MODESTO — The Modesto Chamber of Commerce has an ambitious economic development plan to stop what it sees as missed opportunities and bring prosperity to the city.
The proposal calls for more shovel-ready land to attract businesses, such as Blue Diamond, which recently built an almond processing plant in Turlock; upgrading Highway 132 from two to four lanes so it can serve as a direct link to the Bay Area; and improving other major roads.
The chamber believes shovel-ready land and better roads will set the stage for growth and jobs.
The chamber says its proposal recognizes the need to protect agriculture, which generated $3 billion in revenue in 2011, according to the most recent Stanislaus County crop report.
However, the proposal does call for setting aside several thousand acres of farmland east of Highway 99 for business parks and other commercial uses.
Mayor Garrad Marsh, who has seen the proposal, said while it has some good points, it goes too far in setting aside that much farmland. "I think it's an overreach," he said.
Chamber Chief Executive Officer and President Cecil Russell said his organization developed the plan because no one else has stepped forward to address the critical issue of bringing in well-paying jobs.
Chamber officials acknowledged that the proposal includes elements that may not be completed for decades, but it also has short-term fixes, such as improving downtown traffic patterns for tractor-trailers.
The chamber's land use and transportation committee has spent 18 months developing the plan, soliciting input from local governments, community groups and others. The chamber is expected to present the proposal to the City Council on May 28.
Russell and land use and transportation committee members Craig Lewis, Chris Murphy, George Petrulakis and Bill Zoslocki reviewed the plan Wednesday with The Bee's editorial board. The highlights include:
Having Stanislaus County become a "self-help county" by passing a sales tax for roads. Chamber officials said that for every dollar generated by the tax, the county would receive $1 from the state and $1 from the federal government for road projects.
Stanislaus County voters rejected road sales taxes in 2006 and 2008, although the 2008 effort came close to passing. Chamber officials believe voters would be more willing to pass a road tax now, especially if it's presented as a job creator.
The chamber is looking at putting a countywide road tax on the November 2014 ballot. Marsh said some chamber members are worried that his proposal to put a Modesto public-safety tax on the ballot this November could hurt the road tax's chance of passing.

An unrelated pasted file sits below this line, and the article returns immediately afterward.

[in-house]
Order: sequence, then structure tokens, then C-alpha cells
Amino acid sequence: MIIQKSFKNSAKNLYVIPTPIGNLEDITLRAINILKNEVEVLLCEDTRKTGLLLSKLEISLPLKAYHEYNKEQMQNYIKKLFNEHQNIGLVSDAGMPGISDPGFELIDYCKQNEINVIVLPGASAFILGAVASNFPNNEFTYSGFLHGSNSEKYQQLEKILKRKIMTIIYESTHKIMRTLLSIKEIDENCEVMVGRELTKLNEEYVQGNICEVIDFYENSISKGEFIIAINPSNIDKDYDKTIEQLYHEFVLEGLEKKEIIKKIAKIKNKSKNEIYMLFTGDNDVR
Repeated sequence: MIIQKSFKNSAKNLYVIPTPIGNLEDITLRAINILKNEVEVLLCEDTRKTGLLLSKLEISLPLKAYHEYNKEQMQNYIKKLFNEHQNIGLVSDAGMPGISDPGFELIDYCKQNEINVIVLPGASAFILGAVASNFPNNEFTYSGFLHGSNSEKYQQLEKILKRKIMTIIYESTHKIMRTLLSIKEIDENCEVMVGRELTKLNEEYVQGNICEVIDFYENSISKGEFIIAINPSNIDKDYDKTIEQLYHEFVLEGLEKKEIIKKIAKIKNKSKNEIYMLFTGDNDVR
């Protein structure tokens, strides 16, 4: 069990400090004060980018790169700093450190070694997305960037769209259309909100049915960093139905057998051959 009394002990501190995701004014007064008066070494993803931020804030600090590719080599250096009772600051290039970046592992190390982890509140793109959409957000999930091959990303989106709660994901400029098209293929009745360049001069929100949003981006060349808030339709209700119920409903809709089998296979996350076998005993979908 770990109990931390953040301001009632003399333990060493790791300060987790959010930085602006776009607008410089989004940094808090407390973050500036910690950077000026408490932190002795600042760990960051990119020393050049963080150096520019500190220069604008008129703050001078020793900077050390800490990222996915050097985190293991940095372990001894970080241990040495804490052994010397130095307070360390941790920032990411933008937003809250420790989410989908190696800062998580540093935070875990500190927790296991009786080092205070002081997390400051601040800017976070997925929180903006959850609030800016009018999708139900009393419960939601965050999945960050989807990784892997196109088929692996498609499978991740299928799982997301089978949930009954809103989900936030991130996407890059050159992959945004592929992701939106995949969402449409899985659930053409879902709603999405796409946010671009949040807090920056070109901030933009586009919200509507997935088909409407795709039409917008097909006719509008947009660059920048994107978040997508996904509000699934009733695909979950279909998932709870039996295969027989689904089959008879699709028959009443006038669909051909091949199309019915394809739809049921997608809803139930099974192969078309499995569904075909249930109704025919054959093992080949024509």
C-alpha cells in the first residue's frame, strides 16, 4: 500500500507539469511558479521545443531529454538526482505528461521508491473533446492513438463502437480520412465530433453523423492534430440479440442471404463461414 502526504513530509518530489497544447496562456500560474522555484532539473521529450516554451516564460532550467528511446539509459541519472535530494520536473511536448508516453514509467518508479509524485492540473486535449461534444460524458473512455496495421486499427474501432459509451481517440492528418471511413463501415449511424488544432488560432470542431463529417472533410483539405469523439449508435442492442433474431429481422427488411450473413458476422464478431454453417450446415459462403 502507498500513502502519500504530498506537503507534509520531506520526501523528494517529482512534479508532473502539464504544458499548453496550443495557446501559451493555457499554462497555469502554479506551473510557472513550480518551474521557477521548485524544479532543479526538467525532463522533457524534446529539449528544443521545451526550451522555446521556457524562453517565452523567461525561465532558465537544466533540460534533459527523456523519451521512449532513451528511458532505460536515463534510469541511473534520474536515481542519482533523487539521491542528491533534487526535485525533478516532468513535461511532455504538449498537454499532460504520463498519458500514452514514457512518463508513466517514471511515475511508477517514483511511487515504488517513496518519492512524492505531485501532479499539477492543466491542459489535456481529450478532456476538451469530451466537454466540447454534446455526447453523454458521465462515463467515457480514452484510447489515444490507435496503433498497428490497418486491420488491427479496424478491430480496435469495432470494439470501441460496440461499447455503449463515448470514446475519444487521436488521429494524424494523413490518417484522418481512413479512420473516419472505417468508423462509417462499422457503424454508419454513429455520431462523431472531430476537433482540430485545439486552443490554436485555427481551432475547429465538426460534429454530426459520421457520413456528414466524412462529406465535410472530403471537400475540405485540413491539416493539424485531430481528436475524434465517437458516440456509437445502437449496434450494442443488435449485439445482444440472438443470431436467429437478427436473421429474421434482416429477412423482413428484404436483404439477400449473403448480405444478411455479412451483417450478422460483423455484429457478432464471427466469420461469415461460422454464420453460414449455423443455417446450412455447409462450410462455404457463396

Upgrading Highway 132 from two to four lanes so it can serve as the primary route to the Bay Area instead of Highways 99 and 120 and Interstates 205 and 580. Chamber officials said an upgraded Highway 132 would be a critical link for shipping goods to the Bay Area, although plans to improve Highway 132 have been proposed for decades.
Increasing the amount of shovel-ready land for business parks. Petrulakis said shovel-ready land has utilities or a financing plan to install utilities and all of its entitlements, which are the government approvals needed to develop land.
Chamber officials said the city has a dearth of such land. Because of that, Modesto could not compete for the Blue Diamond plant or the Amazon distribution center being built in Patterson. Petrulakis said Turlock and Patterson have set aside far much more shovel-ready land than Modesto, even though Modesto is by far Stanislaus County's largest city. The chamber proposes that Modesto set aside land for business parks north of Kiernan Avenue, bordered by Salida and Del Rio.
The chamber proposes setting aside business park land east of Highway 99, from Salida at the north to roughly Kansas Avenue to the south and Beckwith Road to the west. That's prime farmland and about four times more land than the 1,000 acres Modesto has set aside at that location for business parks.
Chamber officials acknowledge that is controversial but said they want to protect farmland through what they call agriculture investment zones west of Highway 99 and southeast of Modesto. The chamber said the zones would give farmers the certainty their land would stay agricultural, giving them the confidence to invest in their land and increase production.
Marsh said he agrees the city does not have shovel-ready land for a project as big as Amazon or Blue Diamond. But he said the city is working on creating it.
Russell said the chamber has not taken a position on Marsh's proposal for a public-safety tax because it has not seen the details. Marsh said the proposal still is being developed.
Some chamber members believe a road tax would make Modesto more prosperous, allowing the city to hire more police officers and firefighters.
Marsh believes a public-safety tax would make Modesto more prosperous because a safe city can keep and attract business. "I'm not willing to continue to have our city be unsafe to maybe build some roads in 10 years," he said.
Bee staff writer Kevin Valine can be reached at firstname.lastname@example.org or (209) 578-2316.